Robert: We have a lot of fun with it. We’ve always wanted to make affordable design for the masses, and I think we’re accomplishing that. By doing it for a long time, you make mistakes, and you do some pretty great things, you keep learning, and you get lucky sometimes. We’ve always been pretty lucky.
Do you see a shift in terms of the design itself?
Cortney: Yes. We’ve been together for 30 years. We go to flea markets; we went to Art Basel again this year. Just like we change every year, we get older, you gain more wisdom. We try modern, we try old school vintage; and we’re definitely not afraid of color.
Robert: Our generation got cool by watching MTV. This generation is into Instagram, so people see stuff visually more than ever before. And now I think the younger generation will lead into that way of design that is affordable, sustainable, mindful, and since we have kids ages 25 and down, we listen to them. Our main customers are females but really for a first apartment or a first home, usually in their 20s or 30s, but we’re seeing it going younger. Home has become more important to everybody, even younger people.
I think that was one of the biggest shifts from the pandemic, was that the sense of home became so much more important.
Cortney: We are so aware that people lost loved ones in the pandemic and had hardships. But as far as the brand, we feel so grateful because even though I hate that there was a pandemic, it allowed people to be home more and put more initiative into their homes. Home has always been important to us, and hopefully we’re making it easier for people to be decorators and that they can do it.
Robert: People are using their homes for more than what they used to. They work from home, they’re entertaining more; outdoor space has become a huge part of home. I feel the role of home has changed forever.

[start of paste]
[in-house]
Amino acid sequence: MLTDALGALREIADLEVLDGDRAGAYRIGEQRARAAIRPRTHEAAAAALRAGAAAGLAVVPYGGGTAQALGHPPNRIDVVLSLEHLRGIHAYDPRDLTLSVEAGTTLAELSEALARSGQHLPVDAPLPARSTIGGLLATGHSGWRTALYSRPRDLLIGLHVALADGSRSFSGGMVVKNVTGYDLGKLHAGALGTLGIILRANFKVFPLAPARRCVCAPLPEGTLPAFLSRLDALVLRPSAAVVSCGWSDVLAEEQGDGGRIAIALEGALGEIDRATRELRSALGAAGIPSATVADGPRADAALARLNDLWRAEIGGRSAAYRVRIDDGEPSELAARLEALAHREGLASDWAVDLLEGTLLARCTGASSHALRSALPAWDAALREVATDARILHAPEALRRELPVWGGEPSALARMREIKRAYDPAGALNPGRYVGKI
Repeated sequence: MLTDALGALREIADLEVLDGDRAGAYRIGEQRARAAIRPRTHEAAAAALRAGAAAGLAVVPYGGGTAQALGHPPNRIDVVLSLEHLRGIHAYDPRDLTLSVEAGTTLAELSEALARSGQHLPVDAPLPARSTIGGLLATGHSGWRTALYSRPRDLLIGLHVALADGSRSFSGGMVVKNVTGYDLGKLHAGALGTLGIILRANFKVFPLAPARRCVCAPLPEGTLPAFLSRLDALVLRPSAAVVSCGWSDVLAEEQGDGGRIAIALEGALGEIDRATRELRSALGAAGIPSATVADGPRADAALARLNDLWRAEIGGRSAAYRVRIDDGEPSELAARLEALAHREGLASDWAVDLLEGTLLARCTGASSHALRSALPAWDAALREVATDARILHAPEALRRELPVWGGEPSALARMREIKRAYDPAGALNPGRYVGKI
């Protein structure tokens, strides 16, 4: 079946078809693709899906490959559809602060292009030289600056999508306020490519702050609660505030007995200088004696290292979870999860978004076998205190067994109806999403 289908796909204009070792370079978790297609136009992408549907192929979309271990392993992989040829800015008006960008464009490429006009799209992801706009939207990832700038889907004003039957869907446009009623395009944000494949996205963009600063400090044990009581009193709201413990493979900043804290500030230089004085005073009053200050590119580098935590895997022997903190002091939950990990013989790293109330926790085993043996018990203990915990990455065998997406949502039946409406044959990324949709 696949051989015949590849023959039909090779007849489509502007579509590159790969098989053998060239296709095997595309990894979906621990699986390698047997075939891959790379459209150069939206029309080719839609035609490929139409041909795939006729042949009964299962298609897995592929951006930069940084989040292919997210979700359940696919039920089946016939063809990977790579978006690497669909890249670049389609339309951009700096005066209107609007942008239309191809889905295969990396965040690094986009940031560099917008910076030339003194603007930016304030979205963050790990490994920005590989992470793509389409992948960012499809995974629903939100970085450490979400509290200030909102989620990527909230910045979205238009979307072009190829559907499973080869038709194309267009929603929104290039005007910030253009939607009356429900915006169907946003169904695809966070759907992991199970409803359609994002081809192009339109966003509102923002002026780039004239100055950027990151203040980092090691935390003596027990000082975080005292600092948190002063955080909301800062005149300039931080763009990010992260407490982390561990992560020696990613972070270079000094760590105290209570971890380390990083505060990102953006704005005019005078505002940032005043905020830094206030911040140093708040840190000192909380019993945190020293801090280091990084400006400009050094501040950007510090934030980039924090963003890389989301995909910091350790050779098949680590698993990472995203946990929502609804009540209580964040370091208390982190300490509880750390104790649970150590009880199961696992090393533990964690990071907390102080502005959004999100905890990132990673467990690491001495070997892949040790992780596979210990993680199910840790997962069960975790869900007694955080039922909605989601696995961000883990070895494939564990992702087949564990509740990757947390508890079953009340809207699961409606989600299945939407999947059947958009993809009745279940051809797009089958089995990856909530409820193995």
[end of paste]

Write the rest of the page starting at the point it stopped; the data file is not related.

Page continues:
I agree. But people can look, at your space for example, and it’s utterly beautiful, but have no clue where to start. What do you say to those people who aren’t so sure of their own design capabilities?
Cortney: Well, one of the things we do at Shop the Novogratz is we do real visuals. We’ll take a piece and style it, sometimes in our own home, and you can see how it would possibly look in your own home. We try to give people tools and inspiration to play around with it. But we understand it; that’s why we have a job because not everybody wants to pick out a paint color.
It’s intimidating for a lot of people.
Cortney: I think people should take more risks, trust themselves, and really believe in themselves. Your eye will never lie. I promise if you put it out, if something is off, it will tell you.
Robert: You do need to have a sense of who you are. Cortney always says that your home should be a reflection of who you are. It’s simple things to ask yourself how you live.
Cortney: Believe in yourself and have fun with it. Decorating should be fun. Somewhere along the way people turned it snobby and it should never be.
Now, when your kids are younger, you can design your home how you like. But then they get older, and they get “opinions”. How do you handle that?
Cortney: Well, they don’t get full range. Fortunately, we have some kids with great taste.
Robert: Not all of them! [laughs]
Cortney: We get them involved; they’re pretty cool kids. But we do talk things through.
Robert: It’s really about exposure, for adults and kids. We’ll take them to the museum or to a show. We don’t force feed them, but we do expose them to different styles and eventually it comes back to them. We were kind of cool, and then in our late 20s, we moved to SoHo in the 90s and every one of our friends was much cooler than we were. We saw so much, it felt like we were living in Paris at the time. It’s all about seeing things and exposing your eye to it.
My mom is an antiques dealer, and I was the one who went to all the flea markets and antique shows, but I also liked it.
Cortney: My mom always let me decorate my room and redecorate my room. Now, we’re not going to let our kids hang every poster but we’re definitely going to communicate with them. If you allow your child to have a voice, hopefully they’ll have more appreciation and love the home as much as you do.
Robert: You have to be comfortable in your own skin and we want to give people permission to do just that.